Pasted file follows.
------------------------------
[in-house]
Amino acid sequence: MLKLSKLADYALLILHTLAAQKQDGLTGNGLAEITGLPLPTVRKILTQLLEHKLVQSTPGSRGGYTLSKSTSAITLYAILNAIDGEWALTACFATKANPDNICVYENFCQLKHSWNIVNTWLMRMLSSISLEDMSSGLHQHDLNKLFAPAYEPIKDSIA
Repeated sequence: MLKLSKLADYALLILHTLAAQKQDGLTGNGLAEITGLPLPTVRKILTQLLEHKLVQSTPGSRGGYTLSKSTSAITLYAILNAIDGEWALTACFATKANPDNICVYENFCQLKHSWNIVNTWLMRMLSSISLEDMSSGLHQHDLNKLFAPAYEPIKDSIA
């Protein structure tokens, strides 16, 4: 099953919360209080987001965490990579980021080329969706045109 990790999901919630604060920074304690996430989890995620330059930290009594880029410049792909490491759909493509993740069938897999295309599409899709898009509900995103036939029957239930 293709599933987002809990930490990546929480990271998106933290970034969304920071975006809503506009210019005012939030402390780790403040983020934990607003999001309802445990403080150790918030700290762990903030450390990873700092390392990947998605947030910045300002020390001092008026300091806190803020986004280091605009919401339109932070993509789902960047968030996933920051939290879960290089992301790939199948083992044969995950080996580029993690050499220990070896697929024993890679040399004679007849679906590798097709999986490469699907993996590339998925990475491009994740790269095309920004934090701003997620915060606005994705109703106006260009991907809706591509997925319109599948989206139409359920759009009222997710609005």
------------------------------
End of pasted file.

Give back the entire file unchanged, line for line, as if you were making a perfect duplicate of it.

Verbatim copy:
[in-house]
Amino acid sequence: MLKLSKLADYALLILHTLAAQKQDGLTGNGLAEITGLPLPTVRKILTQLLEHKLVQSTPGSRGGYTLSKSTSAITLYAILNAIDGEWALTACFATKANPDNICVYENFCQLKHSWNIVNTWLMRMLSSISLEDMSSGLHQHDLNKLFAPAYEPIKDSIA
Repeated sequence: MLKLSKLADYALLILHTLAAQKQDGLTGNGLAEITGLPLPTVRKILTQLLEHKLVQSTPGSRGGYTLSKSTSAITLYAILNAIDGEWALTACFATKANPDNICVYENFCQLKHSWNIVNTWLMRMLSSISLEDMSSGLHQHDLNKLFAPAYEPIKDSIA
């Protein structure tokens, strides 16, 4: 099953919360209080987001965490990579980021080329969706045109 990790999901919630604060920074304690996430989890995620330059930290009594880029410049792909490491759909493509993740069938897999295309599409899709898009509900995103036939029957239930 293709599933987002809990930490990546929480990271998106933290970034969304920071975006809503506009210019005012939030402390780790403040983020934990607003999001309802445990403080150790918030700290762990903030450390990873700092390392990947998605947030910045300002020390001092008026300091806190803020986004280091605009919401339109932070993509789902960047968030996933920051939290879960290089992301790939199948083992044969995950080996580029993690050499220990070896697929024993890679040399004679007849679906590798097709999986490469699907993996590339998925990475491009994740790269095309920004934090701003997620915060606005994705109703106006260009991907809706591509997925319109599948989206139409359920759009009222997710609005």